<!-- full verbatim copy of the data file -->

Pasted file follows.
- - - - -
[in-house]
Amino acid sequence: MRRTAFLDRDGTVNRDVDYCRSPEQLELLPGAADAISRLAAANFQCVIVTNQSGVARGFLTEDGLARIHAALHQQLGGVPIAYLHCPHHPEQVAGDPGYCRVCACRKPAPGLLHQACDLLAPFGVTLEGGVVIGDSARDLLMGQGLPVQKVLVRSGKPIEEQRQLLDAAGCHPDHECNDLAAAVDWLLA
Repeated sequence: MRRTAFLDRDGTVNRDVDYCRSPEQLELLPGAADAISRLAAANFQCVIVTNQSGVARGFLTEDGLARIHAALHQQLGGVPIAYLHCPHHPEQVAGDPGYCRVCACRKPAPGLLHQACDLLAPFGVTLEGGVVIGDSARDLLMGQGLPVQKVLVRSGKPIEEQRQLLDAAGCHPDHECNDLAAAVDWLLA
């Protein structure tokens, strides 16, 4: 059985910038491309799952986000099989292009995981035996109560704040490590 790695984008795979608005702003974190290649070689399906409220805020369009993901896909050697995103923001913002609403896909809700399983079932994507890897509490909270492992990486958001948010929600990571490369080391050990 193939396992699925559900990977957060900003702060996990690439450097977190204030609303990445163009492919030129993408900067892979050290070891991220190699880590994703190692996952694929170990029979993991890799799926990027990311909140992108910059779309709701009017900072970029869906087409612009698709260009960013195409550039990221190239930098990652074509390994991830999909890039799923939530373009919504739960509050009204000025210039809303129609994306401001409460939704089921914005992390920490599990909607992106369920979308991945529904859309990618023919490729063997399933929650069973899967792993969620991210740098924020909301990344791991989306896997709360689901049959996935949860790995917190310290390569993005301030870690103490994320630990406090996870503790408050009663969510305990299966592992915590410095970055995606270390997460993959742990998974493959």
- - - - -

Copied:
[in-house]
Amino acid sequence: MRRTAFLDRDGTVNRDVDYCRSPEQLELLPGAADAISRLAAANFQCVIVTNQSGVARGFLTEDGLARIHAALHQQLGGVPIAYLHCPHHPEQVAGDPGYCRVCACRKPAPGLLHQACDLLAPFGVTLEGGVVIGDSARDLLMGQGLPVQKVLVRSGKPIEEQRQLLDAAGCHPDHECNDLAAAVDWLLA
Repeated sequence: MRRTAFLDRDGTVNRDVDYCRSPEQLELLPGAADAISRLAAANFQCVIVTNQSGVARGFLTEDGLARIHAALHQQLGGVPIAYLHCPHHPEQVAGDPGYCRVCACRKPAPGLLHQACDLLAPFGVTLEGGVVIGDSARDLLMGQGLPVQKVLVRSGKPIEEQRQLLDAAGCHPDHECNDLAAAVDWLLA
């Protein structure tokens, strides 16, 4: 059985910038491309799952986000099989292009995981035996109560704040490590 790695984008795979608005702003974190290649070689399906409220805020369009993901896909050697995103923001913002609403896909809700399983079932994507890897509490909270492992990486958001948010929600990571490369080391050990 193939396992699925559900990977957060900003702060996990690439450097977190204030609303990445163009492919030129993408900067892979050290070891991220190699880590994703190692996952694929170990029979993991890799799926990027990311909140992108910059779309709701009017900072970029869906087409612009698709260009960013195409550039990221190239930098990652074509390994991830999909890039799923939530373009919504739960509050009204000025210039809303129609994306401001409460939704089921914005992390920490599990909607992106369920979308991945529904859309990618023919490729063997399933929650069973899967792993969620991210740098924020909301990344791991989306896997709360689901049959996935949860790995917190310290390569993005301030870690103490994320630990406090996870503790408050009663969510305990299966592992915590410095970055995606270390997460993959742990998974493959």